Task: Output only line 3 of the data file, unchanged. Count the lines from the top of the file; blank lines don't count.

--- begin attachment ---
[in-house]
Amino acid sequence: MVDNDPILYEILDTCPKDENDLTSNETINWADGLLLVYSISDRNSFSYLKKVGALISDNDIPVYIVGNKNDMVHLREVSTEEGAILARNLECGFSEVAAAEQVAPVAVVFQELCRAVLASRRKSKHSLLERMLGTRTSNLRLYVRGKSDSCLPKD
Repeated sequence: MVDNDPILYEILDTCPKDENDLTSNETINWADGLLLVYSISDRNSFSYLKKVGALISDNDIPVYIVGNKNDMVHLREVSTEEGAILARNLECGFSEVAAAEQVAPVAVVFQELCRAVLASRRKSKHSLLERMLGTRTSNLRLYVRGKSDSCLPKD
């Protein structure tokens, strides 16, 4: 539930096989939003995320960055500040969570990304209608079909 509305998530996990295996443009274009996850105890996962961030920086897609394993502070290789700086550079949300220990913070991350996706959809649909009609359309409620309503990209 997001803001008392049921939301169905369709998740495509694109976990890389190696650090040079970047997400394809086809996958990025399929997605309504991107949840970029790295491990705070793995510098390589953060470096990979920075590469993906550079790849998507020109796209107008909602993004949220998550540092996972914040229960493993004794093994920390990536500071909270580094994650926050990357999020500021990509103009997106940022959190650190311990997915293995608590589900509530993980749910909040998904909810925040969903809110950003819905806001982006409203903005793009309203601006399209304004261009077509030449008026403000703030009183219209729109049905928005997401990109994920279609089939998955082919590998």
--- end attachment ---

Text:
Repeated sequence: MVDNDPILYEILDTCPKDENDLTSNETINWADGLLLVYSISDRNSFSYLKKVGALISDNDIPVYIVGNKNDMVHLREVSTEEGAILARNLECGFSEVAAAEQVAPVAVVFQELCRAVLASRRKSKHSLLERMLGTRTSNLRLYVRGKSDSCLPKD